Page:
Friends, Romans, country-people, don’t lend anyone your ears. Your wood ear mushrooms, that is, until you’ve seen Thursday’s Centers for Disease Control and Prevention (CDC) announcement.
According to the CDC, there is now a Salmonella Stanley outbreak that’s so far resulted in at least 41 people getting sick across 10 states. The states are Arizona, California, Connecticut, Georgia, Illinois, Louisiana, New Jersey, New York City, Pennsylvania, and Wisconsin. California has had the most reported cases with 25. The outbreak has resulted in at least four hospitalizations. Of course, as is the case with people admitting that they read the book 50 Shades of Gray, the number of reported cases probably underestimates the number of actual cases. Oh, Stanley.
The ear-y link is that dried wood ear mushrooms distributed from Wismettac Asian Foods, Inc. seem to be the culprit. These went to restaurants in six packs of five-pound bags that were labeled as Shirakiku brand Black Fungus (Kikurage). The packages bore the following Universal Product Code (UPC) bar codes: 00074410604305, item #60403. The mushrooms originally came from China.
Wood ear mushrooms go by other names as well. The official name is Auricularia auricula-judae, but very few people probably ask for some Auricularia auricula-judae in their soup. You may have heard alternative names such as tree ear, wood jellyfish, jelly ear, tree jellyfish, and kikurage. There’s also Mu’er, Mu Er, and Mu-Err, which all look a little like what you may say when correcting a cow. Then there are the appetizing terms dried black fungus and dried fungus. Keep in mind that it is very important to be very specific when asking to be served dried fungus.
This certainly isn’t the first time this year that a Salmonella outbreak has occurred. When it comes to outbreaks of Salmonella, since 2017 it’s been raining more than ever. This year, I’ve already written for Forbes about a Salmonella Enteritidis outbreak that’s been just peachy and a Salmonella Newport outbreak that’s been in the red, red onions, that is. In the past three years, there have been over 25 food-linked Salmonella outbreaks.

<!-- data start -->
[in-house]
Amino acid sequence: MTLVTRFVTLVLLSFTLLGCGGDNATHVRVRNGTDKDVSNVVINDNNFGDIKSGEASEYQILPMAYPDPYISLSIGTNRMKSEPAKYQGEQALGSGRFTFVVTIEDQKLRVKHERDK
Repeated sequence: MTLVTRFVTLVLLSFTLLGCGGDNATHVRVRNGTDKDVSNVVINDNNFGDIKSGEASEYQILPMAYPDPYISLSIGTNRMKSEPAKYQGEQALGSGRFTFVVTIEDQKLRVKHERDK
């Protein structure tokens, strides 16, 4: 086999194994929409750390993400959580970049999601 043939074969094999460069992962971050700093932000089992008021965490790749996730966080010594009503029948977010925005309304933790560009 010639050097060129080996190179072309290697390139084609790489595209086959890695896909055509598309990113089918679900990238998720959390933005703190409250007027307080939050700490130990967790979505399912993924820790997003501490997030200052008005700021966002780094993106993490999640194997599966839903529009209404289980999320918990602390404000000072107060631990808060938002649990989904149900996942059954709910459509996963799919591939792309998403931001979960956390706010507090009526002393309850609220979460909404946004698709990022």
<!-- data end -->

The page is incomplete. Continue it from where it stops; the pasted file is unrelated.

To remind you about how this foe looks, here is an illustration of some Salmonella bacteria:
Yes, they kind of look like fuzzy hot dogs with some spaghetti cooked through them, not that anyone would ever, ever do that. Of course, this picture magnifies the microbes by quite a lot. Because if Salmonella bacteria were actually the size of hot dogs and spaghetti, they’d be even more horrifying.
A Salmonella infection is not a good thing to have. Typically, you’ll have four to seven days of diarrhea, fever, and tummy cramps that begin anywhere from six hours to six days after you’ve ingested the bacteria. While you may then recover from illness, there are chances that the Salmonella infection may spread beyond your intestines into your bloodstream, where it can get to different parts of your body and cause even more severe damage. This is more likely if you are either younger than 5 years or older than 64.9999 years of age. If you happen to be both, see your doctor and a physicist immediately because something may have happened to the time-space continuum. Having your immune system weakened by other medical conditions or medications can also put you at risk for more severe illness.
If you do have wood ear mushrooms, make sure that your wrap them safely and either return or discard them. Thoroughly clean and sanitize anything that may have touched these mushrooms. You don’t want to have any “wood” of, could of, should of’s in the ensuing days and weeks.